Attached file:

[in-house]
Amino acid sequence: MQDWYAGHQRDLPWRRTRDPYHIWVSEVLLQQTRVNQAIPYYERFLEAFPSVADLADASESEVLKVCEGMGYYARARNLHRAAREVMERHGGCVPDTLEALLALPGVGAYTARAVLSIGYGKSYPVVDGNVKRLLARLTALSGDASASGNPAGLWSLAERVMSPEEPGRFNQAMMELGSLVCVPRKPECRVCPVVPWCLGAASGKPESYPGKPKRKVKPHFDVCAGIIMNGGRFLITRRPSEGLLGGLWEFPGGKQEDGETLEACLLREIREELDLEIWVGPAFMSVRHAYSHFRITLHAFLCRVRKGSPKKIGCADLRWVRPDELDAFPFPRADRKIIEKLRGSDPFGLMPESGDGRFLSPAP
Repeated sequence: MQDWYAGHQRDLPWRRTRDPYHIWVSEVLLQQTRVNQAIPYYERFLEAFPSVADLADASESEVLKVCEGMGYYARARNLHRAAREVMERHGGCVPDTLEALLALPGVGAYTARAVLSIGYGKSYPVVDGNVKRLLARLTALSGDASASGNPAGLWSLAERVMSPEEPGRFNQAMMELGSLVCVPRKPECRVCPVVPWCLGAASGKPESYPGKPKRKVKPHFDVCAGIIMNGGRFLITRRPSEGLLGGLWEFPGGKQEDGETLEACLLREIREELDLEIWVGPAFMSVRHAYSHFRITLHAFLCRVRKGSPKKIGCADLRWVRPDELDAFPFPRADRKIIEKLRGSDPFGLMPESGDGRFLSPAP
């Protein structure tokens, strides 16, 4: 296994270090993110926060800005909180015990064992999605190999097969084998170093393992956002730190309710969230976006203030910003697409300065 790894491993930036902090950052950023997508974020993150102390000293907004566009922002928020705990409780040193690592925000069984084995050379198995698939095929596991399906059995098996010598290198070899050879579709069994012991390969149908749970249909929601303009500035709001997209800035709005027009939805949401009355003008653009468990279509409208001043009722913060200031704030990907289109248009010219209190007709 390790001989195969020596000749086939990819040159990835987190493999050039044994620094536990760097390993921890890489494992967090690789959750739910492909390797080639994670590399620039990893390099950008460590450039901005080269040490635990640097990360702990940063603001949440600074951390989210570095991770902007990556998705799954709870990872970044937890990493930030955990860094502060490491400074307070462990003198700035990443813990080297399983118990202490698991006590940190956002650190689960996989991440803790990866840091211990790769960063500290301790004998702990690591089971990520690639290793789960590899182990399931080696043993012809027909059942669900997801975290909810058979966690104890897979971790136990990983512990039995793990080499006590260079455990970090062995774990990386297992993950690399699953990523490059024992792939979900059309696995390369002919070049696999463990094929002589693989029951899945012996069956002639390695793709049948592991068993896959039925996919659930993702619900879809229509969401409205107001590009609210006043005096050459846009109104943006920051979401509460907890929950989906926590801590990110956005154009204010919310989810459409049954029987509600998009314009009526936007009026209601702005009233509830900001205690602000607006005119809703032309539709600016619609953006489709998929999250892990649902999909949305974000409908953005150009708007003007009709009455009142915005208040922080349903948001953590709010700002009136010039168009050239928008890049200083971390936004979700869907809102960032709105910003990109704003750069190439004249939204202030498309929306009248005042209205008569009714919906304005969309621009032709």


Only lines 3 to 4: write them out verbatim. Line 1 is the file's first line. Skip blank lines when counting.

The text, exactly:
Repeated sequence: MQDWYAGHQRDLPWRRTRDPYHIWVSEVLLQQTRVNQAIPYYERFLEAFPSVADLADASESEVLKVCEGMGYYARARNLHRAAREVMERHGGCVPDTLEALLALPGVGAYTARAVLSIGYGKSYPVVDGNVKRLLARLTALSGDASASGNPAGLWSLAERVMSPEEPGRFNQAMMELGSLVCVPRKPECRVCPVVPWCLGAASGKPESYPGKPKRKVKPHFDVCAGIIMNGGRFLITRRPSEGLLGGLWEFPGGKQEDGETLEACLLREIREELDLEIWVGPAFMSVRHAYSHFRITLHAFLCRVRKGSPKKIGCADLRWVRPDELDAFPFPRADRKIIEKLRGSDPFGLMPESGDGRFLSPAP
């Protein structure tokens, strides 16, 4: 296994270090993110926060800005909180015990064992999605190999097969084998170093393992956002730190309710969230976006203030910003697409300065 790894491993930036902090950052950023997508974020993150102390000293907004566009922002928020705990409780040193690592925000069984084995050379198995698939095929596991399906059995098996010598290198070899050879579709069994012991390969149908749970249909929601303009500035709001997209800035709005027009939805949401009355003008653009468990279509409208001043009722913060200031704030990907289109248009010219209190007709 390790001989195969020596000749086939990819040159990835987190493999050039044994620094536990760097390993921890890489494992967090690789959750739910492909390797080639994670590399620039990893390099950008460590450039901005080269040490635990640097990360702990940063603001949440600074951390989210570095991770902007990556998705799954709870990872970044937890990493930030955990860094502060490491400074307070462990003198700035990443813990080297399983118990202490698991006590940190956002650190689960996989991440803790990866840091211990790769960063500290301790004998702990690591089971990520690639290793789960590899182990399931080696043993012809027909059942669900997801975290909810058979966690104890897979971790136990990983512990039995793990080499006590260079455990970090062995774990990386297992993950690399699953990523490059024992792939979900059309696995390369002919070049696999463990094929002589693989029951899945012996069956002639390695793709049948592991068993896959039925996919659930993702619900879809229509969401409205107001590009609210006043005096050459846009109104943006920051979401509460907890929950989906926590801590990110956005154009204010919310989810459409049954029987509600998009314009009526936007009026209601702005009233509830900001205690602000607006005119809703032309539709600016619609953006489709998929999250892990649902999909949305974000409908953005150009708007003007009709009455009142915005208040922080349903948001953590709010700002009136010039168009050239928008890049200083971390936004979700869907809102960032709105910003990109704003750069190439004249939204202030498309929306009248005042209205008569009714919906304005969309621009032709």